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London Marathon registration

April 19, 2010

If you want to run a big city race in the UK, the chances are that you will want to run the Virgin London Marathon. Sunday 25 April 2010 saw around 27,000 runners – including elite athletes, club runners, celebrities and countless charity runners – pounding the historic 26.2 miles around the capital, and broadcast on the BBC. However, since it’s such a popular race (and so well publicised) getting in can be challenging.

Yonas Kifle of Eritrea at the 2009 London Marathon
Image via Wikipedia

In reality, you have four options if you want to get into the next year’s line-up.

1. Public ballot

For this you will need to register online, with registration opening on 4 May. The public ballot will be open until VLM has received something in the region of 150,000 applications (it changes year on year), and last year the ballot closed in record time. Expect the same this year. The ballot is a free for all, although there is a separate ballot for overseas competitors. If you want a head start for the balloting process, you would be well advised to set up a RealBuzz account before the registrations open.

As with more or less every high-volume online application system, the site has a reputation for crashing under the sheer volume of traffic.

Entry by public ballot is by no means assured. In previous years runners could rack up five rejections before being guaranteed entry to the race on the sixth year. However, with the volume of applicants increasing year-on-year, the organisers have decided to phase this out. Full details of this decision and what it means for runners are here.

2. Club places

If you belong to an athletics club that is affiliated with UKA, your club will have a limited number of guaranteed places for the London Marathon. As you might expect, competition for these places will be stiff. The allocation of these places often comes down to the merits of individual runners, so like the public ballot places it’s not guaranteed.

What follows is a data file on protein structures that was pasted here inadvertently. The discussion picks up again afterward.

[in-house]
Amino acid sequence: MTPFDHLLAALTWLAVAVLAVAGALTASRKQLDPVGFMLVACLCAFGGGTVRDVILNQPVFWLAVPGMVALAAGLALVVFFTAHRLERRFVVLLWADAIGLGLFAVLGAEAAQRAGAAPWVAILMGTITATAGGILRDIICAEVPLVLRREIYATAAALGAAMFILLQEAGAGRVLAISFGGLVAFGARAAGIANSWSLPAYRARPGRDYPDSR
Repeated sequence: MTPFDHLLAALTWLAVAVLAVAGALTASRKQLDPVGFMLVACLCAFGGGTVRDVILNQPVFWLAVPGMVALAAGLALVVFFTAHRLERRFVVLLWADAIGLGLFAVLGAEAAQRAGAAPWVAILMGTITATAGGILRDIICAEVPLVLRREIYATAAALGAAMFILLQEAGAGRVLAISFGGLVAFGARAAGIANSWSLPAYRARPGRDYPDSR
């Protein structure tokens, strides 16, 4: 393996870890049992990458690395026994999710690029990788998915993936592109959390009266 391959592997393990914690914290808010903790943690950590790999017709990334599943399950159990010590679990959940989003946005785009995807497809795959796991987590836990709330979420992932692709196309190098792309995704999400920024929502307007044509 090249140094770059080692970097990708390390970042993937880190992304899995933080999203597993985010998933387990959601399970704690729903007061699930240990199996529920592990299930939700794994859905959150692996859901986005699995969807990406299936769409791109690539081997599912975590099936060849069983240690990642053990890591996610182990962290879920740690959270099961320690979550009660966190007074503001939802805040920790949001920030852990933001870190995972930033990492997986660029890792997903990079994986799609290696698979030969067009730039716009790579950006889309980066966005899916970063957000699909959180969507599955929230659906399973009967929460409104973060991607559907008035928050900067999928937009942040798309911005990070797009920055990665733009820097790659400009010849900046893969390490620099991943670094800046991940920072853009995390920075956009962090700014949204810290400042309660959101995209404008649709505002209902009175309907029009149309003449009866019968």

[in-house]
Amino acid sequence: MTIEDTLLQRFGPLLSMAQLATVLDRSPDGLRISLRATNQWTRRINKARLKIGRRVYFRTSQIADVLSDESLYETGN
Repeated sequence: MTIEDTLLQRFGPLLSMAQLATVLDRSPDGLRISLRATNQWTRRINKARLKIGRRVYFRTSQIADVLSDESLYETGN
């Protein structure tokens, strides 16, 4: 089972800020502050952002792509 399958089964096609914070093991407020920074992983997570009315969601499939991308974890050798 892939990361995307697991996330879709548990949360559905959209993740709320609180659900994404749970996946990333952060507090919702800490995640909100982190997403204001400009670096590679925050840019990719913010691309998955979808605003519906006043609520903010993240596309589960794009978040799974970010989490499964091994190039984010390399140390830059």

3. Charity golden bond

The London Marathon is a massive opportunity for charities to generate funds, and as such a number of different charities receive golden bond spaces. In exchange for one of these places, you will need to pledge to raise a certain amount of money (often around the £1500 mark, but sometimes higher than that). You can find charities with bond places here, and if you want some ideas for fundraising see my earlier post on my experiences of charity running. Charity bond places are available until relatively late in the day, so perhaps shouldn’t be your first port of call (if you’re planning to run for charity, you can still use a normal ballot place to raise money, giving your chosen charity even more runners at the event).

4. Good for age entries

I was alerted to this by Holly from It’s all about the running. If you are a UK runner and have run a good marathon time in the year prior to the London Marathon, you may be able to bypass the public ballot. I phoned VLM to find out more, since details for 2011 have yet to be announced, and the closing date for good for age applications will be in August (exact date to be confirmed).

The time bands you need to achieve for the different age groups and genders are below:

Men Time (in hours) Women Time (in hours)
Age 18 – 40 2.45 – 3.10 Age 18 – 49 3.15 – 3.50
Age 41 – 59 sub 3.15 Age 50 – 54 sub 4.00
Age 60 – 64 sub 3.30 Age 55 – 59 sub 4.15
Age 65 – 69 sub 4.00 Age 60 – 64 sub 4.30
Age 70+ sub 5.00 Age 65 – 69 sub 5.30
Age 70+ sub 6.30

If you have achieved a qualifying time, you need to send proof of your time (for example, the chip timing result, a race completion certificate, etc.) and proof of your age (a photocopy of your passport or photographic driving licence) to the address below:

Good for age
Virgin London Marathon
PO Box 3460

Full details can be found on the Virgin London Marathon website here

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2 Comments leave one →
  1. Julian permalink
    April 21, 2010 11:47 am

    Hi Lewis
    Well done on your excellent time in Paris and for a great blog.
    Look forward to seeing you at the club more and racing in a yellow vest!

  2. Julian permalink
    April 21, 2010 11:48 am

    Oops sent the wrong email address!

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